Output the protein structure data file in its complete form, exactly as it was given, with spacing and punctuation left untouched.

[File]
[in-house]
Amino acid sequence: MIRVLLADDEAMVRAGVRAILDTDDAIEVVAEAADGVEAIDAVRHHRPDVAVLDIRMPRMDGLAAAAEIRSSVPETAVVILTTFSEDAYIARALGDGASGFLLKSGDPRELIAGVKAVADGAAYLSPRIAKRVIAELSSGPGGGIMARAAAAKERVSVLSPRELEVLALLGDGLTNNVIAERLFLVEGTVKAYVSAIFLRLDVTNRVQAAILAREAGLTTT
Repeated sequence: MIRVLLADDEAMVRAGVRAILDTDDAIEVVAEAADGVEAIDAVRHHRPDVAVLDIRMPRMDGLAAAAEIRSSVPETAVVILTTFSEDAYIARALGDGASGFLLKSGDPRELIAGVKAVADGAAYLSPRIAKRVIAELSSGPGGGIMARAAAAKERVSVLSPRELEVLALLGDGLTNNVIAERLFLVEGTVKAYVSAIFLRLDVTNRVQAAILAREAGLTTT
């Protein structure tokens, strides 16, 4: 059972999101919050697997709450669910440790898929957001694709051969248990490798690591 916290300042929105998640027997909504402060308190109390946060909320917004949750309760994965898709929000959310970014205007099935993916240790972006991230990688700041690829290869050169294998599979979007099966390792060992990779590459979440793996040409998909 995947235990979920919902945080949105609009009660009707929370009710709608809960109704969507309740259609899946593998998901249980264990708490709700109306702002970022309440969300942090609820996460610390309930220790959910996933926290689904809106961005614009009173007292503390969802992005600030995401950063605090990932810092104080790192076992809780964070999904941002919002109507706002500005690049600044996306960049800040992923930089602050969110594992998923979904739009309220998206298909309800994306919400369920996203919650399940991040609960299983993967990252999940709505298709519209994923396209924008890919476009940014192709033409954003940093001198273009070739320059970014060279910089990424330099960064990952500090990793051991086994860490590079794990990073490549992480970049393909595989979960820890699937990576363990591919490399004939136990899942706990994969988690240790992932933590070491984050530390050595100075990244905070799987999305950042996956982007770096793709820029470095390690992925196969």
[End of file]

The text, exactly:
[in-house]
Amino acid sequence: MIRVLLADDEAMVRAGVRAILDTDDAIEVVAEAADGVEAIDAVRHHRPDVAVLDIRMPRMDGLAAAAEIRSSVPETAVVILTTFSEDAYIARALGDGASGFLLKSGDPRELIAGVKAVADGAAYLSPRIAKRVIAELSSGPGGGIMARAAAAKERVSVLSPRELEVLALLGDGLTNNVIAERLFLVEGTVKAYVSAIFLRLDVTNRVQAAILAREAGLTTT
Repeated sequence: MIRVLLADDEAMVRAGVRAILDTDDAIEVVAEAADGVEAIDAVRHHRPDVAVLDIRMPRMDGLAAAAEIRSSVPETAVVILTTFSEDAYIARALGDGASGFLLKSGDPRELIAGVKAVADGAAYLSPRIAKRVIAELSSGPGGGIMARAAAAKERVSVLSPRELEVLALLGDGLTNNVIAERLFLVEGTVKAYVSAIFLRLDVTNRVQAAILAREAGLTTT
């Protein structure tokens, strides 16, 4: 059972999101919050697997709450669910440790898929957001694709051969248990490798690591 916290300042929105998640027997909504402060308190109390946060909320917004949750309760994965898709929000959310970014205007099935993916240790972006991230990688700041690829290869050169294998599979979007099966390792060992990779590459979440793996040409998909 995947235990979920919902945080949105609009009660009707929370009710709608809960109704969507309740259609899946593998998901249980264990708490709700109306702002970022309440969300942090609820996460610390309930220790959910996933926290689904809106961005614009009173007292503390969802992005600030995401950063605090990932810092104080790192076992809780964070999904941002919002109507706002500005690049600044996306960049800040992923930089602050969110594992998923979904739009309220998206298909309800994306919400369920996203919650399940991040609960299983993967990252999940709505298709519209994923396209924008890919476009940014192709033409954003940093001198273009070739320059970014060279910089990424330099960064990952500090990793051991086994860490590079794990990073490549992480970049393909595989979960820890699937990576363990591919490399004939136990899942706990994969988690240790992932933590070491984050530390050595100075990244905070799987999305950042996956982007770096793709820029470095390690992925196969």